So, How Do I Find a Therapist?
Unfortunately, there isn’t some secret trick to finding a provider I can give which will get you an appointment. There are, however, a few things worth trying. Insurance companies have lists of in-network providers on their websites, and calling the ones in your area may give you an idea of what wait lists look like in your part of the country. Since telehealth has become commonplace since the pandemic, you may find that therapists who would be impractical to visit in the office become good options for video therapy. I also frequently recommend the website psychologytoday.com which hosts a therapist finder that allows you to filter by insurance coverage, type of therapy and more. Keeping an open mind about what your new therapist may look like or what type of therapy they do may help you get your first appointment sooner, and you may find yourself pleasantly surprised. Those who can afford to pay cash or out-of-network rates unsurprisingly find many more options available, and it may be worth calling around to see what rates are like if this could be practical. Some patients go to a cash practice and then file claims with their insurance company themselves, getting a partial reimbursement and only paying the difference out of pocket - this is a headache and differs for each company, but it can be done. Finally, big nonprofit hospitals such as those associated with universities often have large psychiatric practices which provide quality care to anyone regardless of ability to pay (uninsured patients are typically enrolled in Medicaid programs, though each state is different) They will almost certainly have a waiting list, but it’s worth getting in line if there are few other options available.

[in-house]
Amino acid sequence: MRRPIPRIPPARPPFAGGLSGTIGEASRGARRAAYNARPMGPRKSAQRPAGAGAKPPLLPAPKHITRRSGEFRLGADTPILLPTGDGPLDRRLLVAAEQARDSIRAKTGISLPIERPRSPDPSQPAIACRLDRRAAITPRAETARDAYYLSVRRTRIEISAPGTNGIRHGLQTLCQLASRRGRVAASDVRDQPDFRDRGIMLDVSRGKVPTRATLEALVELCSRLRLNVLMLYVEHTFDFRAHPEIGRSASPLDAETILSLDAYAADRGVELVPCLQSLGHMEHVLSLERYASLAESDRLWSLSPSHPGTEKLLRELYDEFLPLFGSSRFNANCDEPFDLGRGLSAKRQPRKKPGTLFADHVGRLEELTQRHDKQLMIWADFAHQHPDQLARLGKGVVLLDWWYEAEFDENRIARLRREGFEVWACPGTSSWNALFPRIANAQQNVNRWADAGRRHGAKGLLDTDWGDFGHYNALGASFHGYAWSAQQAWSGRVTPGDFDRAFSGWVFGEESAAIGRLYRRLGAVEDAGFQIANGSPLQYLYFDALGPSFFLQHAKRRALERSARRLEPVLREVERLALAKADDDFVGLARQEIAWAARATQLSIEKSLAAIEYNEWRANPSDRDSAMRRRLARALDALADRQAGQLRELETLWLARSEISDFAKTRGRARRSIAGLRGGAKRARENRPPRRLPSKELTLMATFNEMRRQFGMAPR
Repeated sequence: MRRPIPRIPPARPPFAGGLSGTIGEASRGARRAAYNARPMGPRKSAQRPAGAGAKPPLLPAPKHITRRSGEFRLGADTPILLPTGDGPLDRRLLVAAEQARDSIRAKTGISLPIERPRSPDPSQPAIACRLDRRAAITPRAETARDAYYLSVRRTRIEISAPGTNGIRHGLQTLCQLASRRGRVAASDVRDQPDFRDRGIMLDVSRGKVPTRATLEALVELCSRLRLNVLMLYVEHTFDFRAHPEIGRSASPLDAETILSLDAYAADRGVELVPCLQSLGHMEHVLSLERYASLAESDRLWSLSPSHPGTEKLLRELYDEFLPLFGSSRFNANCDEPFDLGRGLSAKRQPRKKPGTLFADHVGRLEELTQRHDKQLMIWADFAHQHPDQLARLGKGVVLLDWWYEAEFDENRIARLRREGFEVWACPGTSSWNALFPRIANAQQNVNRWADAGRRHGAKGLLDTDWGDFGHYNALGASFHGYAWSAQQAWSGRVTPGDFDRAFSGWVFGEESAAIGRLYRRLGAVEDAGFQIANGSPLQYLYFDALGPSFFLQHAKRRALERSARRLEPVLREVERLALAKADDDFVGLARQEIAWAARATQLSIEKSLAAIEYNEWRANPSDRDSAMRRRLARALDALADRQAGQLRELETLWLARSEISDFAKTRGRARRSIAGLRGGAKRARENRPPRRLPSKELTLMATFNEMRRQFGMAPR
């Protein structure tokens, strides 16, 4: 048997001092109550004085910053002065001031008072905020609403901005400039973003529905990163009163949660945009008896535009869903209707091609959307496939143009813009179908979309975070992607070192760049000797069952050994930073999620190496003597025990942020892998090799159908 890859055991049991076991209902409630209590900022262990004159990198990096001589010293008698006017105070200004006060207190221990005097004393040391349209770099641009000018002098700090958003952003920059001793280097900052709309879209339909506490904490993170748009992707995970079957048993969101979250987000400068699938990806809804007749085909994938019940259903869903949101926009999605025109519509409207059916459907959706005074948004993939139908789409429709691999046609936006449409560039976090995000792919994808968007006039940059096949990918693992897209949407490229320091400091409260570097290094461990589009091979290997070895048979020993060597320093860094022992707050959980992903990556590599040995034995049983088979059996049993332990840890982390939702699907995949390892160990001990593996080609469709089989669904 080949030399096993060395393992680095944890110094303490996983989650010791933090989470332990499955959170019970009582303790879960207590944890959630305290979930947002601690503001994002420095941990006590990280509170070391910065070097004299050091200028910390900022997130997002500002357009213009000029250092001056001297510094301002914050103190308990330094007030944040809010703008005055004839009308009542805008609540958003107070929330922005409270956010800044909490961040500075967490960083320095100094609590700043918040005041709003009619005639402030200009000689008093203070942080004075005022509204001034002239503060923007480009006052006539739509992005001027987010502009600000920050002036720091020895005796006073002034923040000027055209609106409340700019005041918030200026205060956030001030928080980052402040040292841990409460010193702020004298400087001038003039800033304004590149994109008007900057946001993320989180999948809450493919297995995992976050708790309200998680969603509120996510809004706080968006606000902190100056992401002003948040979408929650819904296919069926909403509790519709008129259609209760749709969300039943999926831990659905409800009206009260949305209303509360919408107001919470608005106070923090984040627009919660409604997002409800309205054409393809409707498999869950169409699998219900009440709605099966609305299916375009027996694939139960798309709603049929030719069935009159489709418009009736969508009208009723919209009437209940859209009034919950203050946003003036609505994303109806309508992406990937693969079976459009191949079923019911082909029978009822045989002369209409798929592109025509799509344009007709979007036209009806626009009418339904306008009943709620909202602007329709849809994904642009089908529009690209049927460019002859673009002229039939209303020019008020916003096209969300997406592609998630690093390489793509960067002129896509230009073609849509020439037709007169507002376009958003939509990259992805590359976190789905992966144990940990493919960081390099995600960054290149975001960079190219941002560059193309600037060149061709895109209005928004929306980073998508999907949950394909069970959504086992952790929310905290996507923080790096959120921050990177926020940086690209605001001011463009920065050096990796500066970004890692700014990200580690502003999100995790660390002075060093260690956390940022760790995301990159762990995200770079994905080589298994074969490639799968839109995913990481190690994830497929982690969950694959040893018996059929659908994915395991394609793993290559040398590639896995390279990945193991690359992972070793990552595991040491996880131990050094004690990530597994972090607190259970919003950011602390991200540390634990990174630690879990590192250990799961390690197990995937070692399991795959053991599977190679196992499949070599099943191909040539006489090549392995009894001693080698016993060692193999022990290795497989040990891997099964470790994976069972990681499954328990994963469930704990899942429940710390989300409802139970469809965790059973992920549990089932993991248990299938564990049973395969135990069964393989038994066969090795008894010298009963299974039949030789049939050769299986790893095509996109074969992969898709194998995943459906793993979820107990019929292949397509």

The Normalization of Therapy